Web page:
Uranus has a sideways tilt together with its 27 known moons compared to the plane of the Solar System. A new modeling strategy explains why.

Uranus orbits the Sun on the same plane as the rest of the planets in the Solar System. Unlike the rest, however, Uranus is tilted more than 90 degrees compared to that plane. And so are the gaseous planet’s ring system and the orbits of its 27 known moons.

The research, published in Nature Astronomy, reveals a huge cosmic crash might have led to the strange behaviors observed from the ice giant.

The new model suggests “a small icy planet – roughly 1-3 times the mass of the Earth,” knocked Uranus on its side shortly after it formed.

The collision also apparently altered the planet’s rotation. Uranus spins around its axis once every 17 hours, significantly faster than Earth does.

Giant impacts in the cold and dark outer solar system have different consequences than smashups much closer to the sun, such as the ancient collision that resulted in the formation of Earth’s moon, the researchers found.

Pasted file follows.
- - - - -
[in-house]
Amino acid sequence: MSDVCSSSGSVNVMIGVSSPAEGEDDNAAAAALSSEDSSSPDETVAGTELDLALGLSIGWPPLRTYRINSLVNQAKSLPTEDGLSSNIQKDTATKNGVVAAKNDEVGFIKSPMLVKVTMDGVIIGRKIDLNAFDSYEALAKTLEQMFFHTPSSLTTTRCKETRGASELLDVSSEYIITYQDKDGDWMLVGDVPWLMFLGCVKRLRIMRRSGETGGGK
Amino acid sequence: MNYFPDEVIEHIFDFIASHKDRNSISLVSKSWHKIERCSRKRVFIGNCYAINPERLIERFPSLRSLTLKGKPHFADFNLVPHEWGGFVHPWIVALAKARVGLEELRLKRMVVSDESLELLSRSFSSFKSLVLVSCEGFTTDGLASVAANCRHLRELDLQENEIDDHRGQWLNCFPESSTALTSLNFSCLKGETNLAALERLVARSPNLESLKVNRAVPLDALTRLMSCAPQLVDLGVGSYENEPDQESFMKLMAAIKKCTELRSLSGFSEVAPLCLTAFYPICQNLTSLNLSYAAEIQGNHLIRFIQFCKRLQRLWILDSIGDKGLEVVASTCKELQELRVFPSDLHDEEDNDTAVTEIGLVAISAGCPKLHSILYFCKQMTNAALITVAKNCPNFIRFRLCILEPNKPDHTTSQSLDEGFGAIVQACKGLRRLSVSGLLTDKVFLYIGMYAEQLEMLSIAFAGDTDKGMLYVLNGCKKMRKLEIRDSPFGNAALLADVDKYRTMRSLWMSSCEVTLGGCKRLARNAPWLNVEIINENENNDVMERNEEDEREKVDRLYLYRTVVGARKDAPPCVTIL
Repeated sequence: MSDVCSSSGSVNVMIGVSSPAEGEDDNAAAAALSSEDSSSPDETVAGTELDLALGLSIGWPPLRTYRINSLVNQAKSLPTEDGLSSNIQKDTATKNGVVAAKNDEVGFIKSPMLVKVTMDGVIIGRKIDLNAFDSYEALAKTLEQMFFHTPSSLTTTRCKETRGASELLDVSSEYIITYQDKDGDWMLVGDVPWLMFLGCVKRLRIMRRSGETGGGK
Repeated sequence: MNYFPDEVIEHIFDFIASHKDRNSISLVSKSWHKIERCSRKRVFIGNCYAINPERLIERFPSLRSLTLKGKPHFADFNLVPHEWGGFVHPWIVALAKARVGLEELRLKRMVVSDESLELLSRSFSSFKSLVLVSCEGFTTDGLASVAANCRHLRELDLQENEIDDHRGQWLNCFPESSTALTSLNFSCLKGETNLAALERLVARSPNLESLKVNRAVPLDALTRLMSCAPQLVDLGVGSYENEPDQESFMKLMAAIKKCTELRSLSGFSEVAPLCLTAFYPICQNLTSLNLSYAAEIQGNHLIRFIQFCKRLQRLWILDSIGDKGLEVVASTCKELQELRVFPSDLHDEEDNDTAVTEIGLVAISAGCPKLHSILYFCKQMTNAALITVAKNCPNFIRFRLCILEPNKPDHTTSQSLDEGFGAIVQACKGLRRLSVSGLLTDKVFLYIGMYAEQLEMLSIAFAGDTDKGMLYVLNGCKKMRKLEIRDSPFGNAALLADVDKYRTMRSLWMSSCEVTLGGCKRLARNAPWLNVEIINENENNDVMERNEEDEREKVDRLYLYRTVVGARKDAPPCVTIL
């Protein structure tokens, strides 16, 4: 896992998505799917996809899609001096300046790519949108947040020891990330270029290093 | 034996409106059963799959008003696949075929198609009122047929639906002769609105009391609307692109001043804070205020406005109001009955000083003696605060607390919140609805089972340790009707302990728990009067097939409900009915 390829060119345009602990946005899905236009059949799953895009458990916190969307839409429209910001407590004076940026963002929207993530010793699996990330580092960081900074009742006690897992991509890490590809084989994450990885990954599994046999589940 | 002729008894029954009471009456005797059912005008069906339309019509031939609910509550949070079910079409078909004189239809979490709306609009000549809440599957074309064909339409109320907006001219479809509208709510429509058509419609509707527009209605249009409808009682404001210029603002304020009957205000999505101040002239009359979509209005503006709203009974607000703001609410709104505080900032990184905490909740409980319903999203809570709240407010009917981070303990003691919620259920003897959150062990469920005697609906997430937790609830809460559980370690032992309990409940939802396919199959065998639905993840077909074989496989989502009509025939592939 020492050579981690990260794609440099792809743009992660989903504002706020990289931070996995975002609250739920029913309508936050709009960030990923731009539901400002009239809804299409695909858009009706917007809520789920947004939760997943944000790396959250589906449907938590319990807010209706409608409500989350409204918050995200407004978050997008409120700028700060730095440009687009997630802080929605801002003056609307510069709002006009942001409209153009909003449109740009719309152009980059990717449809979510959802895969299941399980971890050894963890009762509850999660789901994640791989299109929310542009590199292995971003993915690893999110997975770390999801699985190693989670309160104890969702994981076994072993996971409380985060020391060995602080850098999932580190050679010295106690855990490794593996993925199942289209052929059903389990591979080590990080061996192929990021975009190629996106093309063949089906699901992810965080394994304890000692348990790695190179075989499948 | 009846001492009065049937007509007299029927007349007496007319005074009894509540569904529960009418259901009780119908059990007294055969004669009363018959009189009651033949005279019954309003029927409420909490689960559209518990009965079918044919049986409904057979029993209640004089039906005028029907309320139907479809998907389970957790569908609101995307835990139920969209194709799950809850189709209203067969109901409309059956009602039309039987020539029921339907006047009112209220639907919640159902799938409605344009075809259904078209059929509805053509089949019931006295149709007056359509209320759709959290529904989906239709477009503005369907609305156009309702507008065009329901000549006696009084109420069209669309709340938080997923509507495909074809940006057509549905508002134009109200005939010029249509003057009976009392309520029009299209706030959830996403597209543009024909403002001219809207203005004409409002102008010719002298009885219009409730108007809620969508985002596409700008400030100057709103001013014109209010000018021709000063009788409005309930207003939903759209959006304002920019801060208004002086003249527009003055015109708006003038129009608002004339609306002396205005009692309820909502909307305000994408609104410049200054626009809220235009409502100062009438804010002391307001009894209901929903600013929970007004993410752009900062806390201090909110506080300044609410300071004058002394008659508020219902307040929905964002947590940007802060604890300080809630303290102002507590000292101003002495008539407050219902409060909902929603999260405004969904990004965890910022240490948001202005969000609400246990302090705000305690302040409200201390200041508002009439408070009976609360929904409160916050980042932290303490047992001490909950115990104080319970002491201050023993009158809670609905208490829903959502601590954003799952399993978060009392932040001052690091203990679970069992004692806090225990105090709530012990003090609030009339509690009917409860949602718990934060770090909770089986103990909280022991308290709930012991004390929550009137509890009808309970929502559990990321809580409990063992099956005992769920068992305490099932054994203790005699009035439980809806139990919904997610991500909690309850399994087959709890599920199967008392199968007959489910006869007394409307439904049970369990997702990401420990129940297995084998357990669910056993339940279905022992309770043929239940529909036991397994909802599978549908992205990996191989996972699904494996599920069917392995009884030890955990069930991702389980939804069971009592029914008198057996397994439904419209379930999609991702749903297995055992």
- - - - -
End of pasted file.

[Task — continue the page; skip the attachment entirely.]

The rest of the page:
About 4.5 billion years ago a Mars-sized body called Theia likely crashed into Earth and cracked off our planet. Debris from the impact coalesced into a single mass and gave rise to our Moon.

But the material released during the Uranus collision was much more volatile and remained gaseous longer. The proto-Uranus gobbled most of this gas up, leaving less of it around to form moons.

“This model is the first to explain the configuration of Uranus’ moon system, and it may help explain the configurations of other icy planets in our solar system such as Neptune,” study lead author Shigeru Ida, of the Earth-Life Science Institute at the Tokyo Institute of Technology in Japan, said in a statement.

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